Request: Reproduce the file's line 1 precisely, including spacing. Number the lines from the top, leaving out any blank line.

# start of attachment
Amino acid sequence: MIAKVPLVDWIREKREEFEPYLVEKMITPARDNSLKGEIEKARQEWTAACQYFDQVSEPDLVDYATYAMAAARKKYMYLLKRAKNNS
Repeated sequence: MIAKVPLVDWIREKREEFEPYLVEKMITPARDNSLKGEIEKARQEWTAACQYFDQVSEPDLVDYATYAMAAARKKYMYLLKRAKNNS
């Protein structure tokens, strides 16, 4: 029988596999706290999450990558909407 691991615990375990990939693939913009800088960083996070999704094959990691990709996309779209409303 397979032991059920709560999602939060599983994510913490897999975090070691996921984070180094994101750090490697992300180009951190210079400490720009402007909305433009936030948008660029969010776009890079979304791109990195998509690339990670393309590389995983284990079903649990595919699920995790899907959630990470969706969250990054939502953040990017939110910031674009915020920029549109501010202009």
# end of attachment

Amino acid sequence: MIAKVPLVDWIREKREEFEPYLVEKMITPARDNSLKGEIEKARQEWTAACQYFDQVSEPDLVDYATYAMAAARKKYMYLLKRAKNNS